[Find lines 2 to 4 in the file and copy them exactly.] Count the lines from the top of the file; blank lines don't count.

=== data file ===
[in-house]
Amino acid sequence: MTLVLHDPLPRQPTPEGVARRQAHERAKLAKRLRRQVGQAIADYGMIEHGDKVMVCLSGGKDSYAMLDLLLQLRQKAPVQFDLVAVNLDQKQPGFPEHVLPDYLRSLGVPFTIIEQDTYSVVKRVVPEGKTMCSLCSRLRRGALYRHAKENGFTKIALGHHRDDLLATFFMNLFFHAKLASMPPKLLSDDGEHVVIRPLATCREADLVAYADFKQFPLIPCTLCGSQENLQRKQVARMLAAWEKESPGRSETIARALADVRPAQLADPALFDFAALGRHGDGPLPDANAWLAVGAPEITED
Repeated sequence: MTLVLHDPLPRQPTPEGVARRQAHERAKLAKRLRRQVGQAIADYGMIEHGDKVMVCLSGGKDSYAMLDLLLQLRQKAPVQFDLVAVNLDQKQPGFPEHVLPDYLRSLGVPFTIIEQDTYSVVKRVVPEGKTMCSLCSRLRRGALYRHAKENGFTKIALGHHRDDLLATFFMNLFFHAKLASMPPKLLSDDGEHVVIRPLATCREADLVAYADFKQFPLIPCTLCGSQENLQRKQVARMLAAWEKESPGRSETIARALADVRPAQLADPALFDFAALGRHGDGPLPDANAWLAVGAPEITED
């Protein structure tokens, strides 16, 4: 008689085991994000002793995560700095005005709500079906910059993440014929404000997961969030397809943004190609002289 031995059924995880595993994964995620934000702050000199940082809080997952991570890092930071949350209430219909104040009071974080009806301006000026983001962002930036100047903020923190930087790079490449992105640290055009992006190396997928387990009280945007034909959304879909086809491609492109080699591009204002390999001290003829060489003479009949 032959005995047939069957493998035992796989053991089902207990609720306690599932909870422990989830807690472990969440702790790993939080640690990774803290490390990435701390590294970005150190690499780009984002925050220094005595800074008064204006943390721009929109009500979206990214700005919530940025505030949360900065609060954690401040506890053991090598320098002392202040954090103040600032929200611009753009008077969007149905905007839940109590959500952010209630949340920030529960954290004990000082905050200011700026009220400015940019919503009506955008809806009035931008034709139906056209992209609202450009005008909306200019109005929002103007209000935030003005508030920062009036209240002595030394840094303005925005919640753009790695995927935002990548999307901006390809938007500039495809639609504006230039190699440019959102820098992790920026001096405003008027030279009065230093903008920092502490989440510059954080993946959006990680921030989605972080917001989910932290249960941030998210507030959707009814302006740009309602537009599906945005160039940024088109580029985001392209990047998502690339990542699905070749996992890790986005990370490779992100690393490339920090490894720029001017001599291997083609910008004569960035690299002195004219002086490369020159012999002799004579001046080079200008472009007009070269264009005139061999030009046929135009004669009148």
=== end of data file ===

Amino acid sequence: MTLVLHDPLPRQPTPEGVARRQAHERAKLAKRLRRQVGQAIADYGMIEHGDKVMVCLSGGKDSYAMLDLLLQLRQKAPVQFDLVAVNLDQKQPGFPEHVLPDYLRSLGVPFTIIEQDTYSVVKRVVPEGKTMCSLCSRLRRGALYRHAKENGFTKIALGHHRDDLLATFFMNLFFHAKLASMPPKLLSDDGEHVVIRPLATCREADLVAYADFKQFPLIPCTLCGSQENLQRKQVARMLAAWEKESPGRSETIARALADVRPAQLADPALFDFAALGRHGDGPLPDANAWLAVGAPEITED
Repeated sequence: MTLVLHDPLPRQPTPEGVARRQAHERAKLAKRLRRQVGQAIADYGMIEHGDKVMVCLSGGKDSYAMLDLLLQLRQKAPVQFDLVAVNLDQKQPGFPEHVLPDYLRSLGVPFTIIEQDTYSVVKRVVPEGKTMCSLCSRLRRGALYRHAKENGFTKIALGHHRDDLLATFFMNLFFHAKLASMPPKLLSDDGEHVVIRPLATCREADLVAYADFKQFPLIPCTLCGSQENLQRKQVARMLAAWEKESPGRSETIARALADVRPAQLADPALFDFAALGRHGDGPLPDANAWLAVGAPEITED
């Protein structure tokens, strides 16, 4: 008689085991994000002793995560700095005005709500079906910059993440014929404000997961969030397809943004190609002289 031995059924995880595993994964995620934000702050000199940082809080997952991570890092930071949350209430219909104040009071974080009806301006000026983001962002930036100047903020923190930087790079490449992105640290055009992006190396997928387990009280945007034909959304879909086809491609492109080699591009204002390999001290003829060489003479009949 032959005995047939069957493998035992796989053991089902207990609720306690599932909870422990989830807690472990969440702790790993939080640690990774803290490390990435701390590294970005150190690499780009984002925050220094005595800074008064204006943390721009929109009500979206990214700005919530940025505030949360900065609060954690401040506890053991090598320098002392202040954090103040600032929200611009753009008077969007149905905007839940109590959500952010209630949340920030529960954290004990000082905050200011700026009220400015940019919503009506955008809806009035931008034709139906056209992209609202450009005008909306200019109005929002103007209000935030003005508030920062009036209240002595030394840094303005925005919640753009790695995927935002990548999307901006390809938007500039495809639609504006230039190699440019959102820098992790920026001096405003008027030279009065230093903008920092502490989440510059954080993946959006990680921030989605972080917001989910932290249960941030998210507030959707009814302006740009309602537009599906945005160039940024088109580029985001392209990047998502690339990542699905070749996992890790986005990370490779992100690393490339920090490894720029001017001599291997083609910008004569960035690299002195004219002086490369020159012999002799004579001046080079200008472009007009070269264009005139061999030009046929135009004669009148």